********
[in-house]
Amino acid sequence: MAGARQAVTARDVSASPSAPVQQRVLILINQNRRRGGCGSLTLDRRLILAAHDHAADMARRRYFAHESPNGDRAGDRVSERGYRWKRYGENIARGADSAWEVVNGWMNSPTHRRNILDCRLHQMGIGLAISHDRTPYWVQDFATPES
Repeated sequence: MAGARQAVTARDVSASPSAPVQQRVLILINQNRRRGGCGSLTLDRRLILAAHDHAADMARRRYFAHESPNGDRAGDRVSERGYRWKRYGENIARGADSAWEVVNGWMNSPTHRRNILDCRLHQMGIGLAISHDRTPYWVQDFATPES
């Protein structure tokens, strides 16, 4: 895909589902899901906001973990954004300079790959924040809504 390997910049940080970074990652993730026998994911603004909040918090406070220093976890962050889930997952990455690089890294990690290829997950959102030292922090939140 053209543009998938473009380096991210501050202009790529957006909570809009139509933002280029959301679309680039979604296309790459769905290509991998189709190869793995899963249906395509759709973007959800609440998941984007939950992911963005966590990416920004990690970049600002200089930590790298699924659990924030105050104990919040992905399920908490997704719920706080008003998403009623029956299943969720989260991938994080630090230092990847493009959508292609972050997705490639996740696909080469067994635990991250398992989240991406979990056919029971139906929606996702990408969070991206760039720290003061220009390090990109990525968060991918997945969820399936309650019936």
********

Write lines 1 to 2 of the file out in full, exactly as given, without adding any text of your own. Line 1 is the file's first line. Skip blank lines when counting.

[in-house]
Amino acid sequence: MAGARQAVTARDVSASPSAPVQQRVLILINQNRRRGGCGSLTLDRRLILAAHDHAADMARRRYFAHESPNGDRAGDRVSERGYRWKRYGENIARGADSAWEVVNGWMNSPTHRRNILDCRLHQMGIGLAISHDRTPYWVQDFATPES